The one thing that stands out about the film to me is the visuals. This is a period film, and the cinematography, costumes, set designs, and even casting of both professional actors and extras are all very good. In this way, the film reminds me of Barry Lyndon (although not as gorgeous), and The Leopard.

  4. The Master (2012)
    Dir. Paul Thomas Anderson
    Starring: Joaquin Phoenix, Phillip Seymour Hoffman, Amy Adams, etc.
    (rating could get higher)

    I’m not a big fan of P.T. Anderson, at least not his more recent work, although I suspect I say this because the later films (e.g., Punch Drunk Love, There Will Be Blood) didn’t match the hype. (I didn’t really care for Inherent Vice as well.)

    This film feels like the most interesting and original, at least in terms of the story and themes. Freddie Quell (Phoenix) is an outsider whose oddness and personal problems will almost always keep him on the outside, reminiscent of Travis Bickle, perhaps. Quell, by chance, happens to meet Lancaster Dodd (Hoffman), a leader of a quasi-religious group. Quell is drawn into this group.

    Before I write about my reaction, a quick word on whether I think it’s a worthy candidate for one of the best films of the 2010. I haven’t fully analyzed the film, so I can’t speak confidently, but I think it has potential to be a solid pick. Take that for what you will.

    My impression of the film was that it would be a fairly typical, unoriginal story about a cult-like leader–similar to the way I felt TWBB was a rather unoriginal story about a business mogul who yearned for an intimate loving relationship (similar to Charles Foster Kane). But this film surprised me.

    I don’t have a great grasp on the film yet–specifically, a great grasp on the two main characters or the dynamics and nature of their relationship. Right now, I think that’s where the essence of the film lies.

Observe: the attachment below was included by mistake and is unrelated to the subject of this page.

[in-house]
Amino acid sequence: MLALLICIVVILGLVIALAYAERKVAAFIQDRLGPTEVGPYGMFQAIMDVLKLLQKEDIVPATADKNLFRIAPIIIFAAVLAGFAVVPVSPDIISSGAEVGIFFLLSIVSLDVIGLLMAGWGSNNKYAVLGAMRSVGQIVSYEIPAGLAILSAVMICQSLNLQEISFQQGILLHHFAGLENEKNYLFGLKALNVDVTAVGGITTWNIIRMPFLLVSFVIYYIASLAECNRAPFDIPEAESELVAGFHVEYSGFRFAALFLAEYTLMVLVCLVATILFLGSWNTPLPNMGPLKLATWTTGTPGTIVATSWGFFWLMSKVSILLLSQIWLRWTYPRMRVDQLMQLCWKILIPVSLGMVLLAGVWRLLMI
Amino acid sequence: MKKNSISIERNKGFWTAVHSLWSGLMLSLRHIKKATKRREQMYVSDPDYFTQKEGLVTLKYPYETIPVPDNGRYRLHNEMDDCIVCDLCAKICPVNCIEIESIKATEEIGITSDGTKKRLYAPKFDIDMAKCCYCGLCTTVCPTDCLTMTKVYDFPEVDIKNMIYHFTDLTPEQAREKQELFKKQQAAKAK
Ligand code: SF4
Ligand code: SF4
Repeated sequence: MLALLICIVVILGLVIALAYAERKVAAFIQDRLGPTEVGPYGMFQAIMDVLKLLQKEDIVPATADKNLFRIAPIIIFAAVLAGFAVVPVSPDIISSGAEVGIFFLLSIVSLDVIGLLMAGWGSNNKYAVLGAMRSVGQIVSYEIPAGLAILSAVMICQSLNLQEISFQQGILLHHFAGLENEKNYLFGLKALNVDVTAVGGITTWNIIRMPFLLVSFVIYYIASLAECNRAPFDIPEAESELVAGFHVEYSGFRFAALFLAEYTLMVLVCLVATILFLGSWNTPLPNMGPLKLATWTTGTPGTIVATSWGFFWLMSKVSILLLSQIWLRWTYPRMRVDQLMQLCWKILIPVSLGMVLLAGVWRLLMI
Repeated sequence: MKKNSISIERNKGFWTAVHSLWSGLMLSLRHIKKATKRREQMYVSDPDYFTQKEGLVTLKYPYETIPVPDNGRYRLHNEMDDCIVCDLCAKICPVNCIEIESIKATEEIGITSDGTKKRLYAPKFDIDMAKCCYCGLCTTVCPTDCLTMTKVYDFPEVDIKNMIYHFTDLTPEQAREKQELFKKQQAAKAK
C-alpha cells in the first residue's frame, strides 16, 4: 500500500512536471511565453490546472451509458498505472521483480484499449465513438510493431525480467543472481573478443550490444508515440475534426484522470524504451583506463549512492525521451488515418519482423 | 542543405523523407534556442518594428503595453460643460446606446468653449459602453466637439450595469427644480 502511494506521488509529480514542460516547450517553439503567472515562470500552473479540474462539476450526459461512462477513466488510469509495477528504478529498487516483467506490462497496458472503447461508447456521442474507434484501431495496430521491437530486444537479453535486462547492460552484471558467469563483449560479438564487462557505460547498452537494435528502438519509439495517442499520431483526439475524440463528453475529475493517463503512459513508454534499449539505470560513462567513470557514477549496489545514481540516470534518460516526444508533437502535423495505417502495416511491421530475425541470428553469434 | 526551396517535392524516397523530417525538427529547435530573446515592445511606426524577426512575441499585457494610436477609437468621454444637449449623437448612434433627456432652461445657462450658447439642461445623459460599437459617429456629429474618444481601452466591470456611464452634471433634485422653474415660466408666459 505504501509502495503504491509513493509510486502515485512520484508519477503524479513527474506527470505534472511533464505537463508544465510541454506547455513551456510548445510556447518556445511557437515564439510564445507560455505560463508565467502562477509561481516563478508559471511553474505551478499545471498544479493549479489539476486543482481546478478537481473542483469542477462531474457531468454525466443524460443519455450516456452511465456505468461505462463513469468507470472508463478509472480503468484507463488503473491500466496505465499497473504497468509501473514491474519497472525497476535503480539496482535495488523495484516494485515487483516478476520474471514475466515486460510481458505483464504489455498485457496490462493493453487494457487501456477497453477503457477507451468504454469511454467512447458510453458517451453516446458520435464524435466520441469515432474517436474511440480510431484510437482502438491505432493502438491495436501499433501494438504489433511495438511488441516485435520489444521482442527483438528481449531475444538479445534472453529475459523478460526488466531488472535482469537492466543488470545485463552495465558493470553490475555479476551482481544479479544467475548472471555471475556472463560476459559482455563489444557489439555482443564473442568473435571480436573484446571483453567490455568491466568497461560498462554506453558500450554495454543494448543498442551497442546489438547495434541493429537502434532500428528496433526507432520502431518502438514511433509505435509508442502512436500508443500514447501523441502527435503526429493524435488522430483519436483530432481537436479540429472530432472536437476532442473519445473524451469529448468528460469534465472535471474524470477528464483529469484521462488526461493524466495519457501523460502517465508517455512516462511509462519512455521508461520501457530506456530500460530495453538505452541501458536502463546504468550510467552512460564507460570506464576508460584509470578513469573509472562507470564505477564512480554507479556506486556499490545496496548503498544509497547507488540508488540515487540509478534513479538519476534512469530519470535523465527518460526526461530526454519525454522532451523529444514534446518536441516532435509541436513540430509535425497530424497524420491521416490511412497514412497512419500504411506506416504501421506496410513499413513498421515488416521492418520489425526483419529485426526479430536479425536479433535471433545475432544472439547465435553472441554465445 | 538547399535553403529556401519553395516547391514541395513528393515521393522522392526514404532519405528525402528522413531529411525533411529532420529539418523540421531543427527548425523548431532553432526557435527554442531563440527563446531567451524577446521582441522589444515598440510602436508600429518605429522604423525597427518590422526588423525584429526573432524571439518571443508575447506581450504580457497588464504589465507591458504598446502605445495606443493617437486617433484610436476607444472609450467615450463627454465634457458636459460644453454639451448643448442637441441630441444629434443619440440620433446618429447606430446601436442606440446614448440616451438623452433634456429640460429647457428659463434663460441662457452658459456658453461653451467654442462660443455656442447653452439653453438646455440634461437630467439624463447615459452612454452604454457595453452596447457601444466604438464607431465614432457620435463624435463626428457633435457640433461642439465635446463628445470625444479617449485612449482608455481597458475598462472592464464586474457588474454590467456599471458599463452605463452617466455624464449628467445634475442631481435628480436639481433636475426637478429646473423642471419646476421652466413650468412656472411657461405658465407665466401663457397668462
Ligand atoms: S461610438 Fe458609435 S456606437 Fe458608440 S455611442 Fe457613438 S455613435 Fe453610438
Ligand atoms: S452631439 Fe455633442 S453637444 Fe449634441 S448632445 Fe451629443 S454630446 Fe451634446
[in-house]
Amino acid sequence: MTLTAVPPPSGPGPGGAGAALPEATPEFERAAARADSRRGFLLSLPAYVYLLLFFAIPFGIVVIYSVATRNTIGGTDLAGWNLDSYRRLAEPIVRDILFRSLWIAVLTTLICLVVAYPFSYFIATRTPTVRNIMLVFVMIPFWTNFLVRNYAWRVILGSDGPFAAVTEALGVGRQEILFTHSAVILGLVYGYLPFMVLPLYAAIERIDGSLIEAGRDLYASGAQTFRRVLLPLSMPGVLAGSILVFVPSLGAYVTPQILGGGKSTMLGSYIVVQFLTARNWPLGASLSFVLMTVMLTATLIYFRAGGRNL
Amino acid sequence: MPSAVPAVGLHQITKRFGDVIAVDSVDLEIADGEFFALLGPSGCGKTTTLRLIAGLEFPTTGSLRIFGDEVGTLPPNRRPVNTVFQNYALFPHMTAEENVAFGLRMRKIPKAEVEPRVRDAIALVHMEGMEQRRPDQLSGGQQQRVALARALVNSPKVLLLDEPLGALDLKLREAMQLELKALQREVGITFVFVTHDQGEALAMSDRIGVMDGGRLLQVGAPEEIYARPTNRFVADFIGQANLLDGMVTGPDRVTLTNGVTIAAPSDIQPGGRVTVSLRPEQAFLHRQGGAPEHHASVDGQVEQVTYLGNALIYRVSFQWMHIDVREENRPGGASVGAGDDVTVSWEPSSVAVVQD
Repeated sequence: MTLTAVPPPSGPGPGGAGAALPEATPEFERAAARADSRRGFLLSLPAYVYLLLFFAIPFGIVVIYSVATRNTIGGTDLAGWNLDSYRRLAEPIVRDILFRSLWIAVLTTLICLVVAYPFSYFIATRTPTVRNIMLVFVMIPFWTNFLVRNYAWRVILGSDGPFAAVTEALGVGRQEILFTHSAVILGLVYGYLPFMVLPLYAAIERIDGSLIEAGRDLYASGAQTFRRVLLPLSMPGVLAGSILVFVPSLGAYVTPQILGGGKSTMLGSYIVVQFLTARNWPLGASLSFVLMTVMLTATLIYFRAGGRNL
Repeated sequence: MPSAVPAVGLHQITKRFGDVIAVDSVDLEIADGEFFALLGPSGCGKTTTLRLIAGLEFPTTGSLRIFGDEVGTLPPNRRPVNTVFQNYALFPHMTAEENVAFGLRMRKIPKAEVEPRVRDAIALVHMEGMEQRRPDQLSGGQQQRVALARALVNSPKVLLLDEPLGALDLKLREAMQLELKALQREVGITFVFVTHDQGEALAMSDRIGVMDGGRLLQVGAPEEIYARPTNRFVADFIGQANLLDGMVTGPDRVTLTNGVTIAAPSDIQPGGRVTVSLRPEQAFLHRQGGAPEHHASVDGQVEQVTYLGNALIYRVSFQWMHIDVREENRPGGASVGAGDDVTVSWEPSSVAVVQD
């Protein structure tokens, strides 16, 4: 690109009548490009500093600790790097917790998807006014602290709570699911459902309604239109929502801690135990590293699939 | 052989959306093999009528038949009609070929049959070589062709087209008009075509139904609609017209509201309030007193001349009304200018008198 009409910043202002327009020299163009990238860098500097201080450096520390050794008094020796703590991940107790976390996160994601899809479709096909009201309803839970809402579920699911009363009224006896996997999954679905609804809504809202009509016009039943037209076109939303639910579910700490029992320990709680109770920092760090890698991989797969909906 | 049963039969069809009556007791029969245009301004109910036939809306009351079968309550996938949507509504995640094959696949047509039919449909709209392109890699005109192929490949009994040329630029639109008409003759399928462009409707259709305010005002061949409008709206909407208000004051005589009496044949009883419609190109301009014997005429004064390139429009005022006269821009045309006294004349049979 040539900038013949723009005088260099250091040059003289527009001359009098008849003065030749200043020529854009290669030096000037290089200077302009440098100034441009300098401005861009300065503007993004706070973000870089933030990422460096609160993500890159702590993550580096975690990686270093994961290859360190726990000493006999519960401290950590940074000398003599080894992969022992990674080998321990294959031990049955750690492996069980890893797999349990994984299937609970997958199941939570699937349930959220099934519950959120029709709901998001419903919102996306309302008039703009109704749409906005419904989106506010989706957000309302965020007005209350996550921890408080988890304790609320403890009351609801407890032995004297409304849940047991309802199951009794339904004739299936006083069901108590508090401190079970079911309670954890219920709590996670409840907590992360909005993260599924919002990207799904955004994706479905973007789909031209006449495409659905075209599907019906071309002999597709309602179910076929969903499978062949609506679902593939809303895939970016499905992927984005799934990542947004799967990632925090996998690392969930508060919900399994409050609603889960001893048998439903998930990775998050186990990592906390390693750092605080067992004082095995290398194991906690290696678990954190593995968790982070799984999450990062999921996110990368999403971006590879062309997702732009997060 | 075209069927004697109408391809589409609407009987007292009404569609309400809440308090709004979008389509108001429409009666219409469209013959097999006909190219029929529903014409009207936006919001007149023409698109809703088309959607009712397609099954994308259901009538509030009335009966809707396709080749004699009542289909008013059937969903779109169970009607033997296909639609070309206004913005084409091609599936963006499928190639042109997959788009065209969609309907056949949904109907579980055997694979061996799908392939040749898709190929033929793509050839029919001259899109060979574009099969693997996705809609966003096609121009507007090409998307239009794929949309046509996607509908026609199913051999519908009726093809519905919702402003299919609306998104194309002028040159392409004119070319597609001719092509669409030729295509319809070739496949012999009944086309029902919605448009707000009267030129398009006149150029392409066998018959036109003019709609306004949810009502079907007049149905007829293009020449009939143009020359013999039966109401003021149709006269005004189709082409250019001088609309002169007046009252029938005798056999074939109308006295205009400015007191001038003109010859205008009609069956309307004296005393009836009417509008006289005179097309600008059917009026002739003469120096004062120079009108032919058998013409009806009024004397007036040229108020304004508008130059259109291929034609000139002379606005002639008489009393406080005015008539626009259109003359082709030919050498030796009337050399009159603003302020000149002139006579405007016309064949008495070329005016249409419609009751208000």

Here are some thoughts off the top of my head:

    Typically Hollywood movies portray the Lancaster Dodd character as frauds, con-men, hypocrites, and/or outright kooks. This film doesn’t really do that–or at least the character is much more complex. Dodd may be kooky, but a part of me feels like he is genuinely searching for some deeper meaning.

    Really, both Quell and Dodd are what some Christians call, “seekers”–namely, non-believers who are genuinely open and seeking answers about God and spiritual matters. Dodd has started the project, and when he meets Quell, Quell becomes someone that Dodd believes he can help, or at least that is a genuine part of his motivation, which may involve other things. Because of this, I believe Quell is drawn to Dodd, even though, deep down, he is doesn’t really buy the spiritual message. Indeed, Quell isn’t so much a seeker as much as an outsider who is search of acceptance and even love. That Dodd seems to provide this, on some genuine level, is a powerful draw, earning a kind of interesting devotion and loyalty–interesting because Quell seems cognizant, at times, that much of Dodd’s ideas are bunk, but he seems loyal as any true believer (in a cult).